When he was 7, Arab Islamic raiders kidnapped him in the marketplace. He spent the next 10 years as a slave to an Arab farmer, enduring frequent beatings. When he was 17, Bok escaped. Within two years, he was testifying about Sudanese slavery before Congress and meeting with President Bush. Now Bok, who lives with his wife and two children in Kansas, lectures widely on Sudan and slavery.

“Francis is our Martin Luther King,” Boof said.

When he returned to southern Sudan for the first time since 1986, Bok found his village almost empty.

“Most people were killed,” he said. The survivors must have thought they were seeing a ghost.

“They had no idea who I was,” he said. “They thought I had been killed.”

But now such violence looks like the beginning, not the end. And activists like Bok hold out little hope for a settlement.

“We hope it will be peaceful becoming our own country,” Bok said of southern Sudan. “But nothing has been peaceful dealing with Khartoum.”

What, then, can we do?

China pumps the most cash into Sudan through oil purchases, and provides it with the most weaponry.

But Reznik knows a boycott on Chinese goods would be a hard sell. Her organization, which doesn’t buy Chinese, has to pay 40 cents wholesale for each of those green rubber SAVE DARFUR wristbands that it could get from China for just nine cents.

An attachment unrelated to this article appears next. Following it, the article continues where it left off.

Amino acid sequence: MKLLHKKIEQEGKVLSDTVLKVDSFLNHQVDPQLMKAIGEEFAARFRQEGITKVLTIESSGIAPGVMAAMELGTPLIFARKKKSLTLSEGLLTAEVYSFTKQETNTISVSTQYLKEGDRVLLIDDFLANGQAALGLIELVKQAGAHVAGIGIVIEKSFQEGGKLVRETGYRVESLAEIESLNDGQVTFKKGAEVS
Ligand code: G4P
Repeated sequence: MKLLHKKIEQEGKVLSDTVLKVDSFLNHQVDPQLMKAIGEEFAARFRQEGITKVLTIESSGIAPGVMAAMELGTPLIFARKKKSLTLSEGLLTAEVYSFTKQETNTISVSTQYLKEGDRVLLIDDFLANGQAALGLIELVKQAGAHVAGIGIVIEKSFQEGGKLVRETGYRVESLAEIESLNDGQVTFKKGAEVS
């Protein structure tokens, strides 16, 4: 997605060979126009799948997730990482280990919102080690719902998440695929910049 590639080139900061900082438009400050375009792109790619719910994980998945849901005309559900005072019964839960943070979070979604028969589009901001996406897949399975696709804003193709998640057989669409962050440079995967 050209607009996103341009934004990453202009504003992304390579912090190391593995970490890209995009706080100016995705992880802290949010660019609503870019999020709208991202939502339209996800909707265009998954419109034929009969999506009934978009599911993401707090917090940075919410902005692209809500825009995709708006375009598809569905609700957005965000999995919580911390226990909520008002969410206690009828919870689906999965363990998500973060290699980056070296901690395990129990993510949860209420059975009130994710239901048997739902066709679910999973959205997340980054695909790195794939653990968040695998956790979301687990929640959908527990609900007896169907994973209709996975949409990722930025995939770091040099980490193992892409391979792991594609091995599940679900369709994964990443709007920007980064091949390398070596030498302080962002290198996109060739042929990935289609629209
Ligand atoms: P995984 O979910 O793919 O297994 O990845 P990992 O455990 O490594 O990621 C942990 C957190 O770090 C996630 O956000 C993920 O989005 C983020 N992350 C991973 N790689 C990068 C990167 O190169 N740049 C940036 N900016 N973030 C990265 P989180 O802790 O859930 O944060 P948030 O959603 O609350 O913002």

So Jewish World Watch and other organizations see the 2008 Olympics Games in China as a touch point for awakening the world to the current hardship and the coming catastrophe. They are planning a series of protests and educational opportunities throughout the Olympics to convince China to pressure Khartoum.

“We believe this is more effective than a boycott,” Reznik said.

Getting Hollywood on board has been helpful — director Steven Spielberg’s withdrawal from the Games was a high-profile move that helped push the Darfur issue to the front pages. But mass slaughter demands mass protest.

Tough as the situation is, taking action now can help prevent genocide in the future. After you attend a Holocaust memorial service, visit www.jewishworldwatch.org for a list of suggested actions — not a bad way to mark Yom HaShoah.

Jewish life in the City of Lights

Fortunately I traveled to Paris before Pesach, because missing buttery croissants and oven-fresh French baguettes would have been ruinous to my experience. Indeed, France is most famous for its delicacies — wine, cheese, pastries, foie gras — but it is also home to a vibrant Jewish community; one that has prospered for the better part of 2,000 years, but currently suffers from a malaise of bad press.

Despite the historic turbulence of Jewish French life, current population statistics suggest there are between 500,000 and 600,000 Jews living in the region, the majority of whom reside in the cultural capital of Paris. The figure is surprising, considering frenzied media depictions of French anti-Semitism, recent waves of Jewish French immigration to Israel and also because the population was estimated at 300,000 prior to World War II, which suggests that, even though France is depicted as less than empathetic to the Jewish community, the Jewish population there has actually grown.